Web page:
The test colors are then illuminated virtually by the test light source and the reference. The resulting tristimulus values X Y Z are derived and converted to the U*V*W* color space. Chromatic adaptation is carried out using a von Kries-type chromatic adaptation transform. The chromacity difference for each test color in the U*V*W* color space can then be calculated. The 8+6 color rendering indices Ri are calculated based on the chromacity difference Ri = 100 – 4.6ΔEi. The general color rendering index is the average of the first eight individual indices: Ra = 1/8 Σ Ri.

Figure 7: Example calculation of a Ra value of 62 using the color rendering index (CRI)

CRI 100 – The Optimum in Color Rendition

In the example calculation in figure 7, the color rendering index is calculated for a white LED with a high correlated color temperature of about 5,700 K. Because the color temperature exceeds the value of 5,000 K, daylight is used as a reference light source. The test color samples are illuminated by both the white LED and the reference light source (daylight), whose spectra differ significantly, as the top section of the figure shows.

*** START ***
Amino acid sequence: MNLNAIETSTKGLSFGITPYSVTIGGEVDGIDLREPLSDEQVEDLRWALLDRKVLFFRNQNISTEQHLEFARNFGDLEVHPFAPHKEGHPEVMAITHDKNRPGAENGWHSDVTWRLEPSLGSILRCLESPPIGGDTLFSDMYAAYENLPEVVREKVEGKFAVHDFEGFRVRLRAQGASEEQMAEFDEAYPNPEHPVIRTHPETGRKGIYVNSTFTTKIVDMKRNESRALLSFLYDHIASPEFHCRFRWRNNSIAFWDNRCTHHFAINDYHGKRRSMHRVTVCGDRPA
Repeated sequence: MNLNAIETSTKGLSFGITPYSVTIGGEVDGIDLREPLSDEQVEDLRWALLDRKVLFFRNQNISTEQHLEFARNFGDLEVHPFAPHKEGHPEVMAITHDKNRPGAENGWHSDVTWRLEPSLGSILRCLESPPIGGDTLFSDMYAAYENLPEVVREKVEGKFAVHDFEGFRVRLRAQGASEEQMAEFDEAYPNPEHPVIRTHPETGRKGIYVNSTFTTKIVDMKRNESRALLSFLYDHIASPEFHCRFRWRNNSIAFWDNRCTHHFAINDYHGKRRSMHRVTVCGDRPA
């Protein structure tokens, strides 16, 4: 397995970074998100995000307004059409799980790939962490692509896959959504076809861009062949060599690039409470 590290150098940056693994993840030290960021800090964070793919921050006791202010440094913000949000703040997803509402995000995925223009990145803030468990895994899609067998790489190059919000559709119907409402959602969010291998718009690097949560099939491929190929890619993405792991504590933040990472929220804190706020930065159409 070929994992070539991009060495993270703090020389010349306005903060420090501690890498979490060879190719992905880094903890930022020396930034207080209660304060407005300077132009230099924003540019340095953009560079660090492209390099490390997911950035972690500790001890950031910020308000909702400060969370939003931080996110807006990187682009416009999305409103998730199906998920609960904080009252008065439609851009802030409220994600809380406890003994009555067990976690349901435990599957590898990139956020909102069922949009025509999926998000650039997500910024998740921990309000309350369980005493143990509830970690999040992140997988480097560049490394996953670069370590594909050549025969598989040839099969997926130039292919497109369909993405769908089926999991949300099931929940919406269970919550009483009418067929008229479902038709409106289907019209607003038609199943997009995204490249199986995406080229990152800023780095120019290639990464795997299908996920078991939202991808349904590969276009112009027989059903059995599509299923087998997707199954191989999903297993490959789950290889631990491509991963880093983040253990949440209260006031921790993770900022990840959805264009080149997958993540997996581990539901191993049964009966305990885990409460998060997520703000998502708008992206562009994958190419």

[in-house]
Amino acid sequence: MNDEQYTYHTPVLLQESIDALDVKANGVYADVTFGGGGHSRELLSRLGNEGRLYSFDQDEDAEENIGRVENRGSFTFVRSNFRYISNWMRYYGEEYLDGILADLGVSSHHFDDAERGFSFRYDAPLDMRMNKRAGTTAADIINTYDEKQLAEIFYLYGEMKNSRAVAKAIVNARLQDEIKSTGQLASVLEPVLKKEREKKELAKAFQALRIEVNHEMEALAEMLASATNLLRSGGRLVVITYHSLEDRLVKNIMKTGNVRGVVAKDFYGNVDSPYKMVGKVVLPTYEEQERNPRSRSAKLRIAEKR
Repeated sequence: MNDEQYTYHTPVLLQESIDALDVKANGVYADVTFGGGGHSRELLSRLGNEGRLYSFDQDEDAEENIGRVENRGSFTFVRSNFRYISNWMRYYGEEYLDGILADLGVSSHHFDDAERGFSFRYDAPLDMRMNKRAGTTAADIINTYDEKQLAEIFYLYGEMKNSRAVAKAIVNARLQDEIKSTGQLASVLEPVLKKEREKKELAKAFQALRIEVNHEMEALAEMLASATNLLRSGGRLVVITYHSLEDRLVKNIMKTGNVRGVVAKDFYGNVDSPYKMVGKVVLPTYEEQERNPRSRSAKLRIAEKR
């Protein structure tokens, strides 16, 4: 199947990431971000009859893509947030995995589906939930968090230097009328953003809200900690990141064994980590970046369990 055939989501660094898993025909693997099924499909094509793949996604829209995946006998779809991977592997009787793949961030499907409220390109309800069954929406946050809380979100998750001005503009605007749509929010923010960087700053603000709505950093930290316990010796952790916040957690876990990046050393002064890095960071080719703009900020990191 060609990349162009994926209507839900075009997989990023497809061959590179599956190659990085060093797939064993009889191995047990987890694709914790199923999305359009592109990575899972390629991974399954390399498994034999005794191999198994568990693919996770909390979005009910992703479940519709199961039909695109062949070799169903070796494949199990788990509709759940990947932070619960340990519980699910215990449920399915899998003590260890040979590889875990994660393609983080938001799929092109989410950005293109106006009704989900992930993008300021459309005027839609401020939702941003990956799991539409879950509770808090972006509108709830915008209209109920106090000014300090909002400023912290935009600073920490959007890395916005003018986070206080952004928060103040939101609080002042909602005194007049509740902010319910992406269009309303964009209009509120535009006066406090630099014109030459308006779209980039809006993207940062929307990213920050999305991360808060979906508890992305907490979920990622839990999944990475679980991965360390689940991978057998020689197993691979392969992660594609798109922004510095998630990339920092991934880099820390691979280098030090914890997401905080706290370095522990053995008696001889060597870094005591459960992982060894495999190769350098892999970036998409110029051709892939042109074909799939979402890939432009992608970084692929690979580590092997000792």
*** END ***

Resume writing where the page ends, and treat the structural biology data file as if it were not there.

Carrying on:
The different color coordinates resulting from the lighting are represented in the Lab color space diagram, where the test lighting is shown by the blue line, the reference by the gray. In the diagram, the blue and gray points and lines differ significantly, because the resulting color coordinates of the test colors differ. The rule in this case: The greater the distance in between, the lower the Rx values. Therefore, the red R9 color field can also be negative on account of the general scaling of the color rendering index. In the visual impression of color difference based on the stack of colored towels, the difference in color rendering is clearly noticeable at a Ra value of 62 for the test and reference light sources.